To try to not write my own treatise, I thought I'd see what Wikipedia has to say:
I think that this sentence from that article expresses my own feelings on the subject just about perfectly:
Not all agree on the distinctions between the two though one can think of information hiding as being the principle and encapsulation being the technique.
So, now let's tackle your specific questions:
is encapsulation only about hiding data
No. It's also about data *safety*. Just for instance, suppose that you have a value that *must* be in the range of 0 through 9, integers only. In most languages, there's no good way to express that limitation (Pascal being a notable exception). So, instead, you do it via encapsulation:
Public Property rating( ) As Integer
Set( r As Integer )
If r < 0 OrElse r > 10 Then
Throw New RatingOutOfRangeException("Rating " & r & " is invalid")
mRating = rating
Also, No. It's about hiding of *implementation*. If the class wants to derive a "property" from various internal elements without disclosing how the elements are connected.
Public Property price() As Double
Return 100.0 + 200.0 * RND() ' random price from 100 to 300 dollars
You say you have a boolean data member of your class and it's fine for it to be either True or False and you don't care which? So why make it a property? Why not just make it a public data member?
Realistically, no good reason not to. Though certain OO purists would shoot me for saying so. <shrug>Let them.</shrug>
and is that the only reason why we use objects?
Oh, my goodness no! In fact, nobody even said you HAVE to use properties! You could just as easily use standard *METHODS* and forget all about properties, per se. (Though many would argue that I'm just changing the implementation; the hidden data is still the key to it all. Hard to say they are wrong.)
No, in my own mind, the strongest reason to use classes (objects) is Polymorphism. A completely different *KIND* of "hiding". The ability to hide the fact that two objects are COMPLETELY DIFFERENT under the covers and yet, from certain points of view, have all the same capabilities (including properties).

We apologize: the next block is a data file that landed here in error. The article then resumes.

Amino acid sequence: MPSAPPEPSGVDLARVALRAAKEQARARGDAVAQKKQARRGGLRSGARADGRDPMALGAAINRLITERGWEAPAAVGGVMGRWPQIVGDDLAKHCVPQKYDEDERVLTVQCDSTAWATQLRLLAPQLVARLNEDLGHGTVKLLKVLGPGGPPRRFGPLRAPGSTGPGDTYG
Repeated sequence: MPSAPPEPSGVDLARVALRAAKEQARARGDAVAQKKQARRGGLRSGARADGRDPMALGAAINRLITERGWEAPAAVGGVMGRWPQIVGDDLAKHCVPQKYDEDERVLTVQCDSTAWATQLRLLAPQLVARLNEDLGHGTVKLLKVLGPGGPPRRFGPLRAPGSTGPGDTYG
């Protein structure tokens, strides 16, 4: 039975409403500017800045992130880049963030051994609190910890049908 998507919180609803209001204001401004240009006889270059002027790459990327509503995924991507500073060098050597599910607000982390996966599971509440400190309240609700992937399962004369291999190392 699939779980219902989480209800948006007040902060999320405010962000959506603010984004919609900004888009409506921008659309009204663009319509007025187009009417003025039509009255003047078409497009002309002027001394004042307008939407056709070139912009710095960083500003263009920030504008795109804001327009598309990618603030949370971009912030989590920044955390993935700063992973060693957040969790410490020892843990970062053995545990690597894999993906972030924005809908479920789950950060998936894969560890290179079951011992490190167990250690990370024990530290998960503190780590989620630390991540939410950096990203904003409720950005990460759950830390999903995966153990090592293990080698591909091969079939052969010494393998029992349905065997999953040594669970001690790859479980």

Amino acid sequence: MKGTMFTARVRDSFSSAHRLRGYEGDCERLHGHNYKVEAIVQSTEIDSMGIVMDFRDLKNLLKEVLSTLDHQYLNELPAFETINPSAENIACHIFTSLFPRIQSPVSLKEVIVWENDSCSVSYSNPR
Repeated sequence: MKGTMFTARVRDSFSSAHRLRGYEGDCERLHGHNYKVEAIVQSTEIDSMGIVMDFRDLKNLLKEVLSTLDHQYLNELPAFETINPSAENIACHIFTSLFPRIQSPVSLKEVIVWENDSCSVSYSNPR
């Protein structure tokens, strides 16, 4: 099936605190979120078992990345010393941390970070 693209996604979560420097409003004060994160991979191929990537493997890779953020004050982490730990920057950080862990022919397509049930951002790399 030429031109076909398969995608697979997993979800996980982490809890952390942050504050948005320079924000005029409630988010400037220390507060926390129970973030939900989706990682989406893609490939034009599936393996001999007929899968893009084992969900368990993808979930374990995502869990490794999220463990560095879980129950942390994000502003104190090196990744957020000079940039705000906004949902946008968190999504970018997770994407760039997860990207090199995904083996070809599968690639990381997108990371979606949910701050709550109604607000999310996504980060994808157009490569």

Don't get me wrong, there are tons of other reasons to use objects. Just the ability to have data and code tightly coupled is almost enough, alone, to make me want to use them. In non-OO languages, there's no easy way to say "this price value is associated with that invoice item" or "the profit on this item is ITS OWN price minus ITS OWN cost." That is, the data is grouped, the code is grouped, it's all a single unit.
Don't get all hung up on properties. As Wikipedia said, they are only *ONE* technique used in OO programming.
Also is the only reason why classes have properties is for data access?
First of all, remember that any public data member of a class *IS* a property of that class! (Technically, even the private ones are class properties; they just aren't accessible outside the class.)
So are you using the term "properties" here to mean *all* properties or only encapsulated properties??
Not that it matters, in the end.
Given that a property--either data member or a method encapsulating a property--either accepts or returns a data value, what else COULD they be used for? You can shove data in. You can pull data out.
But, to be fair, there's no reason that the implementation of an encapsulated property can't have "side effects". Just as a for instance, maybe the 137th time you ask for the score of a given football game, where the game is implemented as an object, the method sends an email to your boss telling him you are only playing games. Rotten OO design, no doubt, but perfectly legal.
So "only reason" may be too strong, but "general reason" would certainly be true.
I see that Imar has also answered you. I should have refreshed the page before posting. Still, you'll note that we both say pretty much the same thing.
My gut feeling is that you are concentrating on unimportant parts of OO programming. Oh, not that they don't have important uses and reasons for being and and and... But I think that understanding the makeup of classes, the whole reason for using them in the first place, is where you need to start.
I'm not sure what to point you at. My own learning experience began 17 or 18 years ago with a copy of the original C++ book from Stroustrup. His attitude was pretty much "well, if you don't see the point of doing OO programming, then why should I tell you?" So it's pretty much been a bunch of self-teaching from there.
Wait until you discover generic classes ("templated classes" in C++). They first appeared after I started learning C++. In my never as humble as it should be opinion, *THEY* are what makes a given OO language viable in the market. When VB
.NET and C# appeared without them, I wasn't convinced they would matter in the long run. Thankfully, we now have generics, and reasonbly well implemented, to boot. Generics and polymorphism. And go rule the world.